The Number of Practicing Primary Care Physicians in the United States
Primary Care Workforce Facts and Stats No. 1
Among physicians in the United States who spend the majority of their time in direct patient care, slightly less than one-third are specialists in primary care.
Summary: In 2010, there were approximately 209,000 practicing primary care physicians in the U.S., according to research commissioned by the Agency for Healthcare Research and Quality.
Of the 624,434 physicians in the United States who spend the majority of their time in direct patient care, slightly less than one-third are specialists in primary care. Primary care physicians consist of family physicians and general practitioners, general internists, general pediatricians, and geriatricians. Of the nearly 956 million visits that Americans made to office-based physicians in 2008, 51.3% were to primary care physicians.1
Visits to office-based physicians, non-primary care vs. primary care and within primary care, 2008
According to the 2010 American Medical Association Physician Masterfile, there are slightly more than 246,000 primary care physicians in the United States. This number, however, overestimates the number of practicing physicians and needs to be adjusted because the AMA Physician Masterfile includes some retired physicians and others who have left the workforce and a substantial number of primary care trained physicians now practice in non-primary care settings, including as hospitalists and in emergency departments. After adjusting for these two factors, the number of practicing primary care physicians in the U.S. is estimated to be approximately 209,000.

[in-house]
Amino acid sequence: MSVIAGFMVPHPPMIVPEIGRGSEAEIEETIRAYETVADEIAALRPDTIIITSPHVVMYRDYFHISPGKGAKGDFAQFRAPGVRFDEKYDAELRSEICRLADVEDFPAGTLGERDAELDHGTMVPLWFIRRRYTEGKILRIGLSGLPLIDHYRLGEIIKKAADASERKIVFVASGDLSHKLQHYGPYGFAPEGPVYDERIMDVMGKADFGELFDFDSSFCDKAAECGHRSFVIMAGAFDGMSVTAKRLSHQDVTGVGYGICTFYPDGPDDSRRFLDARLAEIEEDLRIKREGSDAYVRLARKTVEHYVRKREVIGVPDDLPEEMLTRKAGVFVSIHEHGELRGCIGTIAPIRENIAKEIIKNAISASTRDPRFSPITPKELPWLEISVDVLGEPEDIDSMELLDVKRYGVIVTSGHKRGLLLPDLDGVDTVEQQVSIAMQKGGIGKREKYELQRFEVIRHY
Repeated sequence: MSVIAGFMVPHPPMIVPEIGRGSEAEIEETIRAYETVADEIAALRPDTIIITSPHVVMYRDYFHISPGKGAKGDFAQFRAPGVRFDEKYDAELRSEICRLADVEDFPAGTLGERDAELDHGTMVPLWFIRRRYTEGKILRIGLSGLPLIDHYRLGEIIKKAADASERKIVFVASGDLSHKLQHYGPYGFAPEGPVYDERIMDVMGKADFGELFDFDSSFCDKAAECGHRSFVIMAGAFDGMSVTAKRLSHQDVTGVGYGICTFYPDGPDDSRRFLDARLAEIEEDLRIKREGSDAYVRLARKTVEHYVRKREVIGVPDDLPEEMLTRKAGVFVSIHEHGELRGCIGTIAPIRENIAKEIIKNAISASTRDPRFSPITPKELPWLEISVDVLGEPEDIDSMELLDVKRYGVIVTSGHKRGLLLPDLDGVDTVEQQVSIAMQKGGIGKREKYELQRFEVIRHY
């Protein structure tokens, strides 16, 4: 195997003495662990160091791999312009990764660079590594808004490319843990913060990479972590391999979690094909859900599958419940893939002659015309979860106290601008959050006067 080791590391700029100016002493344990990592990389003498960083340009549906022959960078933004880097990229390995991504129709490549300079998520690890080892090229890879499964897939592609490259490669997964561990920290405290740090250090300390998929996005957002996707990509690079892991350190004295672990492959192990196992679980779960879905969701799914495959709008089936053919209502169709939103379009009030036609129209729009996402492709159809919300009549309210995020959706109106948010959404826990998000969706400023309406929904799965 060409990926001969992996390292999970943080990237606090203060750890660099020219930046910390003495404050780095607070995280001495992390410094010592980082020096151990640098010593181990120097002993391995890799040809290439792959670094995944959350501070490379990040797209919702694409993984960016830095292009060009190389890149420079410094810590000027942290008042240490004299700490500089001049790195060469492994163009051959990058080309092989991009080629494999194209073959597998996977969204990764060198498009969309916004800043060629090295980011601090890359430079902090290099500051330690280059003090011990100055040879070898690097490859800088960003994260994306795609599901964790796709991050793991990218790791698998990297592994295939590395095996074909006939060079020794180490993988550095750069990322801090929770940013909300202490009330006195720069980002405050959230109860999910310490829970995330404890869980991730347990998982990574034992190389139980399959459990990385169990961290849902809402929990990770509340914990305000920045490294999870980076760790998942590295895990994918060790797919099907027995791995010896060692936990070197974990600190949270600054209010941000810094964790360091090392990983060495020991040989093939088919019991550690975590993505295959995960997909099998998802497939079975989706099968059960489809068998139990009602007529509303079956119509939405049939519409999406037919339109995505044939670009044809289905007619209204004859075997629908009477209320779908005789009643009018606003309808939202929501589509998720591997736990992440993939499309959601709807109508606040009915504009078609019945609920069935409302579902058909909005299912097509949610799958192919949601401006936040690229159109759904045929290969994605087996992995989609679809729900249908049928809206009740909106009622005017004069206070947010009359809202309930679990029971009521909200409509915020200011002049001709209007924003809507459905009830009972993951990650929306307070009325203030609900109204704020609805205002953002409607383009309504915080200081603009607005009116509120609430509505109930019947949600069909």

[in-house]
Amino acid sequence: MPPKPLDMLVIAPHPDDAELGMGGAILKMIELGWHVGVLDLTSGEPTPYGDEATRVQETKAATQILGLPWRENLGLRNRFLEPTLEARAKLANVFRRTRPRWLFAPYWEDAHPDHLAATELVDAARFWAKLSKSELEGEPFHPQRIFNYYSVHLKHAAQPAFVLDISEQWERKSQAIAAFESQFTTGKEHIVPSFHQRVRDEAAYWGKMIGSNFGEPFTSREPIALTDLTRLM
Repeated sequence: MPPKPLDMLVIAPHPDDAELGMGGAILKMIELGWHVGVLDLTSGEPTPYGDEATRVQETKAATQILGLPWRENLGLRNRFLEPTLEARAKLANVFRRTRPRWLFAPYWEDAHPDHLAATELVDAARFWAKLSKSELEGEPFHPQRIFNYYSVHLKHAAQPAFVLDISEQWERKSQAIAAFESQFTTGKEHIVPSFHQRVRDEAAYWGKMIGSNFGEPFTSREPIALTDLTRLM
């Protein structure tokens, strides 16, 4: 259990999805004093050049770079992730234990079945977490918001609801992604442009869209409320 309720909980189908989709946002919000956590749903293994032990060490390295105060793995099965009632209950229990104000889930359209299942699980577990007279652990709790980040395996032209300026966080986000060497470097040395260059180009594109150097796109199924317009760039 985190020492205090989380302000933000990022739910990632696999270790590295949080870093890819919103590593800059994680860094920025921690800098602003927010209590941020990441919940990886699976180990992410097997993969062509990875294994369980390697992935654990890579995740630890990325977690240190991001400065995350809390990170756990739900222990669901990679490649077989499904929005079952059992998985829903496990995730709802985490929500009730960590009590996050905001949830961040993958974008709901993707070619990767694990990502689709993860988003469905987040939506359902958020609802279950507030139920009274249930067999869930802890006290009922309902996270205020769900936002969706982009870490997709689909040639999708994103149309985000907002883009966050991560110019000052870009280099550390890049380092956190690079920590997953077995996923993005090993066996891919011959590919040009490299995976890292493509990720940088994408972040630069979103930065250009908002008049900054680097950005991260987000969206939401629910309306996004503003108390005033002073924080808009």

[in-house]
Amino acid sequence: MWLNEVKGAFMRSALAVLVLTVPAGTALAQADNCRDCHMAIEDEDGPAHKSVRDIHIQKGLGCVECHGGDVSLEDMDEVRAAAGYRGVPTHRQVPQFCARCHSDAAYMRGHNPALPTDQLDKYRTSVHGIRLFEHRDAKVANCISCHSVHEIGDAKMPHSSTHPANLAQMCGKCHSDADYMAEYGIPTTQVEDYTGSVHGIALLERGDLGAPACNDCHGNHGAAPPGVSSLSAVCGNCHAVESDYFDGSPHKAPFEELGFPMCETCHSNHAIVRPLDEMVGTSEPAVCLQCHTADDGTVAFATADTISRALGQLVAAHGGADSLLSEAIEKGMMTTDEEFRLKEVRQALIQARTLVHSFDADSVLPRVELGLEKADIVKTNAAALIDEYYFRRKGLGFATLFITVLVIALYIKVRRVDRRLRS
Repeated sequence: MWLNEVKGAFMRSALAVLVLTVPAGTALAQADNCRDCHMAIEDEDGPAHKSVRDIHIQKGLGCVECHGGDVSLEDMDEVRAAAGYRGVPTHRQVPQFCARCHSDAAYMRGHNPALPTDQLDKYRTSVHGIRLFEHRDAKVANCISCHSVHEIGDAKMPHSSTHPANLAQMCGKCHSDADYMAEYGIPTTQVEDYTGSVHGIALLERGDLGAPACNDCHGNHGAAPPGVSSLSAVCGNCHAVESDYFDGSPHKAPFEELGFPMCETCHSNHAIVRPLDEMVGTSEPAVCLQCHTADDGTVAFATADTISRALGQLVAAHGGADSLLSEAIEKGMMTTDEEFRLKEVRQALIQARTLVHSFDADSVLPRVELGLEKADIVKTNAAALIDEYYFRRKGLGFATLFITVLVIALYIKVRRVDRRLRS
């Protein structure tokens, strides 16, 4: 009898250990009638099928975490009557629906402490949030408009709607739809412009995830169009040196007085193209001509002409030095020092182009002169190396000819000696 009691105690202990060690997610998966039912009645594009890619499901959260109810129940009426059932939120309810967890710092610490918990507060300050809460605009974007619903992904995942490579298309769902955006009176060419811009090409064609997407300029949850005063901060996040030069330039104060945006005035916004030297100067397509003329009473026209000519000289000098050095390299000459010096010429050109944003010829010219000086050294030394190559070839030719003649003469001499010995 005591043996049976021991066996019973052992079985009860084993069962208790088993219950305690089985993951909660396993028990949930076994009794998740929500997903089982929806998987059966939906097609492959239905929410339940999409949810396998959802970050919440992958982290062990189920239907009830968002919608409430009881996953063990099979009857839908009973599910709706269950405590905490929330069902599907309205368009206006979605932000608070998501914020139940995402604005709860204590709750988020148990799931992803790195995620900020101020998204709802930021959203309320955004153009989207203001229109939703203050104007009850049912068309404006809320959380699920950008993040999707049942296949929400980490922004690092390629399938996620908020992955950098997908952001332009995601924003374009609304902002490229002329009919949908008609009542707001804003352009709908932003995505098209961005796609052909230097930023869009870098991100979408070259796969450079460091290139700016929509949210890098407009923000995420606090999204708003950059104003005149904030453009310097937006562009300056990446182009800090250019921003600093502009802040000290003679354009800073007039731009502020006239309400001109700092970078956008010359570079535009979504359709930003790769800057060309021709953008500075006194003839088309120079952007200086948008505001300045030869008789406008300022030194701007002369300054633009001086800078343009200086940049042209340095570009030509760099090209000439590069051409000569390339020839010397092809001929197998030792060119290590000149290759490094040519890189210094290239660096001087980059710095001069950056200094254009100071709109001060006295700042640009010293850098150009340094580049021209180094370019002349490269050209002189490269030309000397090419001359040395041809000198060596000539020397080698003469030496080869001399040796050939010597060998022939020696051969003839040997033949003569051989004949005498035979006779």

U.S. practicing primary care physicians, 2010
|Type of practice||Primary care physicians in direct patient care*||Adjusting for retirement||Percent estimated to be practicing||Practicing primary care physicians|
|This is the first in a series being produced by the Agency for Healthcare Research and Quality's (AHRQ) Center for Primary Care, Prevention, and Clinical Partnerships to further inform policy discussions around the U.S. primary care workforce. Information is based on a comprehensive primary care workforce analysis conducted by the Robert Graham Center for AHRQ. Visit http://www.ahrq.gov/research/findings/factsheets/pcworkforce.html for more in the Primary Care Workforce Facts and Stats series.|
Page originally created September 2012